After hearing Computer Blues through a MIDI synthesizer, I can understand how some parents feel while hearing their child's first recital. Its not so much listening to the music as it is hearing the potential.
It is in this spirit that I post these zipped sound files.
Atari computer blues 8.m4a - the original sound from the A8 with 8 as the speed
Midicb piano.m4a - recorded the Casio CKT-481 synth at speed 1
Midich organ.m3q - Organ sound
Midich organ and drum - Organ with drum pattern.
Download this for the .ATR of the A8 files and the Arduino sketch.
The technical side:
I wanted to make as few changes to the original program as possible. Follow along with a listing of the program CBMIDI2.BAS.
1000-1050 Data statements were converted from Atari pitch values to MIDI Note numbers.
9 consolidate lines 1-6 and move 8 to 15. Free up some line numbers at beginning of program.
1 REM program title information.
2 GOSUB 3000 sets up RS232 port for output to Arduino.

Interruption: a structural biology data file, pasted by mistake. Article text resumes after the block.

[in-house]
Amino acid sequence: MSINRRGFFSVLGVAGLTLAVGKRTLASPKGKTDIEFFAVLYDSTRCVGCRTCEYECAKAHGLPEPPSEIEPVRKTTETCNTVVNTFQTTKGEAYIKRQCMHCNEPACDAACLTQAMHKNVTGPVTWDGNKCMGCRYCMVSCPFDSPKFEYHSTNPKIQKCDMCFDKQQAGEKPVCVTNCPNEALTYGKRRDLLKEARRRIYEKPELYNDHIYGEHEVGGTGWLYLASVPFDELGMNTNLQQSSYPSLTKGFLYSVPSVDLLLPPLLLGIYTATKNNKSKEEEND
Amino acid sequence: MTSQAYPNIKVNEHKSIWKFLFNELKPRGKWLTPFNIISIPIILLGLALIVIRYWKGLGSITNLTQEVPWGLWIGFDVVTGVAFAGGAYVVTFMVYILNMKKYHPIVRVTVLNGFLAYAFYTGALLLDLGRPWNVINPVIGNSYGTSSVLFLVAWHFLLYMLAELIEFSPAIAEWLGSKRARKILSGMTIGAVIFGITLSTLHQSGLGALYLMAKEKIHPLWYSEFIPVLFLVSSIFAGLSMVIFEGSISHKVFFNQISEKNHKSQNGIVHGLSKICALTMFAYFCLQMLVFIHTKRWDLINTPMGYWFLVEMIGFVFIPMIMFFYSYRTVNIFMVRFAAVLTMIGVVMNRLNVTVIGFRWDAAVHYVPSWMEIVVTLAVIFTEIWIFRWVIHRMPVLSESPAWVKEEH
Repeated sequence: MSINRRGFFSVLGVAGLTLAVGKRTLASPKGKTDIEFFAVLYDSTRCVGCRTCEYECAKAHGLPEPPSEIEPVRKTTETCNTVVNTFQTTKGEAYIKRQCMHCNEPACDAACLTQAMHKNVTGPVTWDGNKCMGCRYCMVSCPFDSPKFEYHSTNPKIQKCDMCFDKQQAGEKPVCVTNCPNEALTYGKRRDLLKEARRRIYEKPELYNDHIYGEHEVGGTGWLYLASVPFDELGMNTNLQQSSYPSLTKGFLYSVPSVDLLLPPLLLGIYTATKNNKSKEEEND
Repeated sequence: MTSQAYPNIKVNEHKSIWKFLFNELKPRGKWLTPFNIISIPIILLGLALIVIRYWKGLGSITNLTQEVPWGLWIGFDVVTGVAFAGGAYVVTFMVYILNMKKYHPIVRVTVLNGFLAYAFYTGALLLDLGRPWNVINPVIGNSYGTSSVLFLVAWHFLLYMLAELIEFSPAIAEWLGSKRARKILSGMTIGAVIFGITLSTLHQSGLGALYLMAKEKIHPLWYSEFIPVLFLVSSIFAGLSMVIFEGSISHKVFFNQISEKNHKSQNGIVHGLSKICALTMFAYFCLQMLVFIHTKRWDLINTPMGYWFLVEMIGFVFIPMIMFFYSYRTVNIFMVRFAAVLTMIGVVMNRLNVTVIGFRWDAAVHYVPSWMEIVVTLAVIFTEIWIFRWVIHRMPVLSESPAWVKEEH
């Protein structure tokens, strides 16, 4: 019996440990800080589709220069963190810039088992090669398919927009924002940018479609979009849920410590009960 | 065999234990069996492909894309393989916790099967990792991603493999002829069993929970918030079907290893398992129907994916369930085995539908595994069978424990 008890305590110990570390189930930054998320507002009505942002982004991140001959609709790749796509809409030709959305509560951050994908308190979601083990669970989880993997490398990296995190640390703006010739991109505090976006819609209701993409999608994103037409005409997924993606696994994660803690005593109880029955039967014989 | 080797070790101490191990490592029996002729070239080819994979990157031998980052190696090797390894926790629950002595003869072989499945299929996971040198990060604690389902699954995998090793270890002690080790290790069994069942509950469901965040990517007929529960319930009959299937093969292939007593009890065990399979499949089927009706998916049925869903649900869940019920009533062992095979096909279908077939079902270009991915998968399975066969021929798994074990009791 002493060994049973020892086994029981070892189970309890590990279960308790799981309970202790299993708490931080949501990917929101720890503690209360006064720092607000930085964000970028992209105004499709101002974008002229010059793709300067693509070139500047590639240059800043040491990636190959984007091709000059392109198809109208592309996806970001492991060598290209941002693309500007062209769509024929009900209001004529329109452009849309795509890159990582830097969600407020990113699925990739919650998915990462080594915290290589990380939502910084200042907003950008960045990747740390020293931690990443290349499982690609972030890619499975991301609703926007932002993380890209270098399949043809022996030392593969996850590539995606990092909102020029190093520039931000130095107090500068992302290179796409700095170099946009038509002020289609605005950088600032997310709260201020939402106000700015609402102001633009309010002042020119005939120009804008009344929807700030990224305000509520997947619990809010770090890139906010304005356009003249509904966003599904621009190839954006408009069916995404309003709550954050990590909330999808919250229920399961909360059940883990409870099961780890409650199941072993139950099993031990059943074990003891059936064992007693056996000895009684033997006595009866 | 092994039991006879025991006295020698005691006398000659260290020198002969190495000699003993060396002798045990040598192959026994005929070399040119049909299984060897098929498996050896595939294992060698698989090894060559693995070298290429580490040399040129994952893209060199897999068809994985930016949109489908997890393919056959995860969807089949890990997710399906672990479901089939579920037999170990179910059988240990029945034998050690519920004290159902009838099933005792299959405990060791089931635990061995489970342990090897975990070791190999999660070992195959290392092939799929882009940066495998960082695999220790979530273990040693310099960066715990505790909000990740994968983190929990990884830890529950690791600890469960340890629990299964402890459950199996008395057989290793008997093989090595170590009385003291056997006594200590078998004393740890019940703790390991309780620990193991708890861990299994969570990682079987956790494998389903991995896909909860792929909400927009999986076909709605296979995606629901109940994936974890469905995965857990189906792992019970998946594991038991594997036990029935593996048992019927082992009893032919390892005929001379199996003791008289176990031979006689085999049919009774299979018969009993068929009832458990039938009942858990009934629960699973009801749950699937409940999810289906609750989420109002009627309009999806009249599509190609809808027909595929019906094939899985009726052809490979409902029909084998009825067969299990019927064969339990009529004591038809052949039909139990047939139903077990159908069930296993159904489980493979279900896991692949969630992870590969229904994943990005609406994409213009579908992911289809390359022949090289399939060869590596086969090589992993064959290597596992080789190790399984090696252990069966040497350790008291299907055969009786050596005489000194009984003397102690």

3000 Open R2: at 9600 baud - no translation
2500 Send MIDI command data subroutine
Replace SOUND command with data setup and call to 2500 subroutine
260 CMD=144:MIDINOTE=JAM(CHORD,NT),VELOCITY=NT*10+65:GOSUB 2500
535 CMD=144:MIDINOTE=LOW(CHORD):VELOCITY=60:GOSUB 2500
540 CMD=144:MIDINOTE=BASE(CHORD,THNOT):VELOCITY=60:GOSUB 2500
700 CMD=128:MIDINOTE=LOW(CHORD):VELOCITY=0:GOSUB 2500
710 CMD=128:MIDINOTE=BASE(CHORD,THNOT):VELOCITY=0:GOSUB 2500
At this point the Computer Blues music was recognizable, although slow. The synth is able to play up to 16 notes at a time. This allowed 14 melody notes (+2 for the base) to be playing at the same time. When the 15 note was added the first note would tuned off. The following line was added to turn off the melody note before playing the next. Once in a while you'll notice that a note duration seems to be shortened. When the LASTNOTE = MIDINOTE, line 265 will turn off the melody note that was just started in line 260. This little quirk didn't degrade the song quality and may perhaps improved it.
265 CMD=144:MIDINOTE=LASTNOTE:VELOSITY:0:GOSUB 2500:LASTNOTE=JAM(CHORD,NT)
The original goal of this project has been reached. It is possible to write Atari BASIC programs that can output MIDI data to a MIDI device, if you have an 850 and an Arduino with RS232 in/MIDI out. The speed of BASIC and the 850 interface will definitely impact most results. Trying to optimize the Atari BASIC code should increase its functionality. Then you also have to ask what happens when you let the Arduino do some of the work?
Of course you could port Computer Blues directly into the Arduino, but where's the fun in that?
Links to the two proceeding blogs
Testing the Hardware.